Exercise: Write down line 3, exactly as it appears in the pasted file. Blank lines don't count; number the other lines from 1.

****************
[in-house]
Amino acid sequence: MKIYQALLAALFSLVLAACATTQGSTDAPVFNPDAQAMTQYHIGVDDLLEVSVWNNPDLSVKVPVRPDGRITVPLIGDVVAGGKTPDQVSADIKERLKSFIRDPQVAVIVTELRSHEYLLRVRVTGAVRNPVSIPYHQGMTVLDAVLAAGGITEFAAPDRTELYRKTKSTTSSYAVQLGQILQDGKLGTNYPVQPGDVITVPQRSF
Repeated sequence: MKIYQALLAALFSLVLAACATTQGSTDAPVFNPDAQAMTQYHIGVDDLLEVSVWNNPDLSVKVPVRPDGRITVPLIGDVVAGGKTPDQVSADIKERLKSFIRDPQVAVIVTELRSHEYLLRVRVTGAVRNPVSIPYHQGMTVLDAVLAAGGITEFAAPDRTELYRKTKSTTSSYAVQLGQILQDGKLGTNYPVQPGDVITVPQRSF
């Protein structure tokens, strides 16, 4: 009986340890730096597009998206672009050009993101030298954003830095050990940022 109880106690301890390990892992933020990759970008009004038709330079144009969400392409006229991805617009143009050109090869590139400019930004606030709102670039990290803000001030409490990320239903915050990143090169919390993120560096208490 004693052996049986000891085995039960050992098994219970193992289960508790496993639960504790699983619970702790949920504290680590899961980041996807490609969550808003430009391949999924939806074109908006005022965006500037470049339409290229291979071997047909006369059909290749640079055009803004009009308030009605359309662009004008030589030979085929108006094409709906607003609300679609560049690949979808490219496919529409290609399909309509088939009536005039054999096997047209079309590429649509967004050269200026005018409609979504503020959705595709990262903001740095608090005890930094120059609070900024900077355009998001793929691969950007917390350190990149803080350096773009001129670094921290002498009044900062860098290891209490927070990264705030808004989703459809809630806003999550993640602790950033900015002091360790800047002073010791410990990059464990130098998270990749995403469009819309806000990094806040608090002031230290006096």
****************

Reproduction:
Repeated sequence: MKIYQALLAALFSLVLAACATTQGSTDAPVFNPDAQAMTQYHIGVDDLLEVSVWNNPDLSVKVPVRPDGRITVPLIGDVVAGGKTPDQVSADIKERLKSFIRDPQVAVIVTELRSHEYLLRVRVTGAVRNPVSIPYHQGMTVLDAVLAAGGITEFAAPDRTELYRKTKSTTSSYAVQLGQILQDGKLGTNYPVQPGDVITVPQRSF